He spat, and his finger tightened on the trigger. White light filled the hall, and through her tears Judith saw a blazing fire streaking down from the ceiling—augmented plasma beam, using the internal targeting system, her techsense told her.

The light died away, and Cortland—or what was left of him—fell backward, bits crumbling to dust. "THREAT REMOVED PREEMPTIVELY BASED ON PROBABILITY OF IMMINENT VIOLENCE," the voice stated. "CONTINUE?"

"No," Judith said, and her voice shook only a little. "Deactivate inner defense—for now." She glanced at Cortland's guardians, who looked from her to the corpse that had been their commander. One halfheartedly raised his weapon. "I wouldn't," she said.

"Judith, what the hell have you done?" Evram demanded from below.

"Claimed our birthright." She turned away from the guardians and descended the stairs. "This place belongs to One—One has marked it and claimed its power for its own use. Any of tinker blood has more claim to it than Cortland ever did." She gazed at Thomas, then at the other guardians. "But we will not stay here. We are called, and we have delayed too long. The winter will keep us from going overland."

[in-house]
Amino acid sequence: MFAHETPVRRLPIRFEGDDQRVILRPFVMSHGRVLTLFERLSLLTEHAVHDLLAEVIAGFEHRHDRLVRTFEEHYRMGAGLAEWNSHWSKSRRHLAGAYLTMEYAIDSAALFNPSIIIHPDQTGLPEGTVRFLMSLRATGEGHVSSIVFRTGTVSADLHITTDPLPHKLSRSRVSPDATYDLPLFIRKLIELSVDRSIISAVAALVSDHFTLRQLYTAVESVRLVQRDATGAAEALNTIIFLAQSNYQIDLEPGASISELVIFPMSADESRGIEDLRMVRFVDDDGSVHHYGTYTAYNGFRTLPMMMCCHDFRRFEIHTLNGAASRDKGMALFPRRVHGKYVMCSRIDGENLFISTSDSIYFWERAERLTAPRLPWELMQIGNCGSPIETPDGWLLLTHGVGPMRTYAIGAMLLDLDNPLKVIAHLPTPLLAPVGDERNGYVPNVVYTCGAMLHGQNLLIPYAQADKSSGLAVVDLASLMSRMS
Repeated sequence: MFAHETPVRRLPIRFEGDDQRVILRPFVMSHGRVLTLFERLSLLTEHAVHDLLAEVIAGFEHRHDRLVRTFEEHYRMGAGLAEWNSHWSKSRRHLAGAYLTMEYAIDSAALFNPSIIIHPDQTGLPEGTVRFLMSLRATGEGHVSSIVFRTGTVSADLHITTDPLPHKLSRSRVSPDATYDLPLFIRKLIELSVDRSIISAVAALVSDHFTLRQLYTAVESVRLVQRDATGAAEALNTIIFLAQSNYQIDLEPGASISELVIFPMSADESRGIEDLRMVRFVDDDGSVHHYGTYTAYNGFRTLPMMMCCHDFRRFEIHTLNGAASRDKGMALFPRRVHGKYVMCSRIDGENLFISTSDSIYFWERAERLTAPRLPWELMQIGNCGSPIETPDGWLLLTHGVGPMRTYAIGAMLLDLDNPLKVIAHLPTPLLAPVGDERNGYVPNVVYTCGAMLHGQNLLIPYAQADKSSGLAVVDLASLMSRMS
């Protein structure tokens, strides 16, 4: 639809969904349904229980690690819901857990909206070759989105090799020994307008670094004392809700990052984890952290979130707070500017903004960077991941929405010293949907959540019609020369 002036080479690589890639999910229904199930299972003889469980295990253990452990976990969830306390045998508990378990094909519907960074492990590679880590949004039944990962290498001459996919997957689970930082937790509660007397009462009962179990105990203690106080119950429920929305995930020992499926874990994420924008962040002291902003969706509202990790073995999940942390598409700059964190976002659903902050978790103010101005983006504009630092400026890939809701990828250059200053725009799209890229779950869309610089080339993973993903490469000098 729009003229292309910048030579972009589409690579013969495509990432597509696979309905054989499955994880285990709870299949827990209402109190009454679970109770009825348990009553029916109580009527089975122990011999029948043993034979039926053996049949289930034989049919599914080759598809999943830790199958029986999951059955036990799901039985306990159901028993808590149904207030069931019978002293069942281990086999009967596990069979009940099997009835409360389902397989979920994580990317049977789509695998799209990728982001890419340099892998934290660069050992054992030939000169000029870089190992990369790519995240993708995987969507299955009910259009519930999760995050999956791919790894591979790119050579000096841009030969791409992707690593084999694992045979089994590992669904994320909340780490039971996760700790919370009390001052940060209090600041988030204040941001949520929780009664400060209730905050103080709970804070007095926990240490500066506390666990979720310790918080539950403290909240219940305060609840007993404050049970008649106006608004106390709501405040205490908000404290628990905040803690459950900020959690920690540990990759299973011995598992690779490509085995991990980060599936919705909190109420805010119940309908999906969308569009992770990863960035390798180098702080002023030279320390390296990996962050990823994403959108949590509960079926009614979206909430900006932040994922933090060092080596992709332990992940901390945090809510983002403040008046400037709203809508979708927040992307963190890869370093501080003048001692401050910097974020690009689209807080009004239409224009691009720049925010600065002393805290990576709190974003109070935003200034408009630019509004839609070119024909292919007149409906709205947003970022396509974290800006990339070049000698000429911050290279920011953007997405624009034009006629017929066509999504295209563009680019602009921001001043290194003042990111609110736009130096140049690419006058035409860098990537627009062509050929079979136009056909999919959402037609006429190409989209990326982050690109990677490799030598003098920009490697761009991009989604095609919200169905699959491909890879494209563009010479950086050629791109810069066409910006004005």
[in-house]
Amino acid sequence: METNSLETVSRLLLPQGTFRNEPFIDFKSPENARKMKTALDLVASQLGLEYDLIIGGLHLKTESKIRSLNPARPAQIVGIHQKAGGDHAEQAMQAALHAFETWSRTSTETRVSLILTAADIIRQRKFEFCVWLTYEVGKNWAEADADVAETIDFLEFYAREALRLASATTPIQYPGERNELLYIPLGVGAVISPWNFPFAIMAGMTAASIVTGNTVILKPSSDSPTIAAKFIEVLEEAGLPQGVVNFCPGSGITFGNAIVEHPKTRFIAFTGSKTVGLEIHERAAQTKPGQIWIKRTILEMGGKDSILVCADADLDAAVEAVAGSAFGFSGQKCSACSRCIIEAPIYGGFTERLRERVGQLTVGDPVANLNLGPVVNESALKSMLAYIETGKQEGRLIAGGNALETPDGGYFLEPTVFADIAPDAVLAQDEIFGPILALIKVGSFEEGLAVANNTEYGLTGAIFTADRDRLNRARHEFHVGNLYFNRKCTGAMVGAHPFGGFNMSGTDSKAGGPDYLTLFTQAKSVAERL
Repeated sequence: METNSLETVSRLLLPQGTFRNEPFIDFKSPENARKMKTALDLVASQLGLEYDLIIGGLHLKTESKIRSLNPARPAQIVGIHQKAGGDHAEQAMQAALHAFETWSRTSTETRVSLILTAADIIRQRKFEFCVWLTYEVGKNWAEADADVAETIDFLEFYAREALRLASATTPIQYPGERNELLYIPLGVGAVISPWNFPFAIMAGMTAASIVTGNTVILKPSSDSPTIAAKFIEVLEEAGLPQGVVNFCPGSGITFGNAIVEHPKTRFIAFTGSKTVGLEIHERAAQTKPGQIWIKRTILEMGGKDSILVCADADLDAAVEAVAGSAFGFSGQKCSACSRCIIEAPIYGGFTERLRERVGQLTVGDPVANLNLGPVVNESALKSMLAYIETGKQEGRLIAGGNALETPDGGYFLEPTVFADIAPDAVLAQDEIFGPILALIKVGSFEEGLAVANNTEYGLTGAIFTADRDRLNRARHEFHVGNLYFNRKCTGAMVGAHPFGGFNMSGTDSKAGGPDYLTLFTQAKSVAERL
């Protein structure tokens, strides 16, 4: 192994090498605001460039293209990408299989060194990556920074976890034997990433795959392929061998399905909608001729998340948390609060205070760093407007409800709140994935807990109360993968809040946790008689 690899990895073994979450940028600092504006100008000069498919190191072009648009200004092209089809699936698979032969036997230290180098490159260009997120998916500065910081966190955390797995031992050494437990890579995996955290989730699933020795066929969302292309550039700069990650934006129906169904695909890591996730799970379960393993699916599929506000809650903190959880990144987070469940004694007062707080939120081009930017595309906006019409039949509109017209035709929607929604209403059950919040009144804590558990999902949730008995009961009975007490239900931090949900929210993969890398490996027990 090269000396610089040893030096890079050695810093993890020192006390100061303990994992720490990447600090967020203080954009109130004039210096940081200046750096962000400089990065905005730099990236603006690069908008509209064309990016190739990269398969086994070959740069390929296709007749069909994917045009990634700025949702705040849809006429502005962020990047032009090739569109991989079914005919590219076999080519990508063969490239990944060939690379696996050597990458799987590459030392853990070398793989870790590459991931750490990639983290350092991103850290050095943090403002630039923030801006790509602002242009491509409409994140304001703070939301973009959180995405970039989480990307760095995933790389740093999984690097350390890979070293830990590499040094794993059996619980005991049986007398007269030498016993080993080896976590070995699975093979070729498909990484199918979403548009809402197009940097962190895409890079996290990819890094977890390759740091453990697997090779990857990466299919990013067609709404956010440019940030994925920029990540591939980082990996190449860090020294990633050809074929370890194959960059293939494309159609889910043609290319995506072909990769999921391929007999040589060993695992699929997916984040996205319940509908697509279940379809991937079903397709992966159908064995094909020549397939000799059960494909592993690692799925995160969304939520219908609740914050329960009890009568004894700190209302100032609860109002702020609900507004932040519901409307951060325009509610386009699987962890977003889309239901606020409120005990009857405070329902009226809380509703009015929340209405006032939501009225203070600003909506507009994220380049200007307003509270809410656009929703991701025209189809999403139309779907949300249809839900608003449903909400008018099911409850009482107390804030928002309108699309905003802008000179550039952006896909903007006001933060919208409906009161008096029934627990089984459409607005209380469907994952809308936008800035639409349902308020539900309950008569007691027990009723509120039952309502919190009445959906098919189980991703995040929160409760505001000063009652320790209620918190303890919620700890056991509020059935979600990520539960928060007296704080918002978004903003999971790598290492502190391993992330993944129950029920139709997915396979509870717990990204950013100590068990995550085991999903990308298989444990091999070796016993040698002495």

"And the alternative is?" This from Zakial; even he looked at her with awe and horror. It hurt to see that, but she had to go on.

"Through Hollow Base." The protests began, and she calmed them with a gesture. "Hollow Base's secrets are open to any of tinker blood. Anything I have done today, you can do—and more. I have searched, and I now know that we can follow the tunnels to the valley, and to the home of One. And when we have gone," she added, turning back to Thomas and the guardians, "this place will be dormant once more.

"Listen to me. You are guardians. You cannot know how precious that which you guard is. But if you fall, if you are prey to greed as Cortland was, the world will fall in your wake."

Thomas looked from her to the ceiling and back. "You really believe your One is here?"

She smiled at him. It would take too much to explain. "Take that any way you like, Thomas. If you want to know more, come to me in the spring. Find the valley with the fish and bird. Find One, and find me."

Margaret Ronald's fiction has appeared in Strange Horizons, Realms of Fantasy, Fantasy Magazine, and Ideomancer. She is an alum of the Viable Paradise workshop and a member of the Boston Area Science Fiction Writers' Group. Originally from rural Indiana, she now lives outside Boston.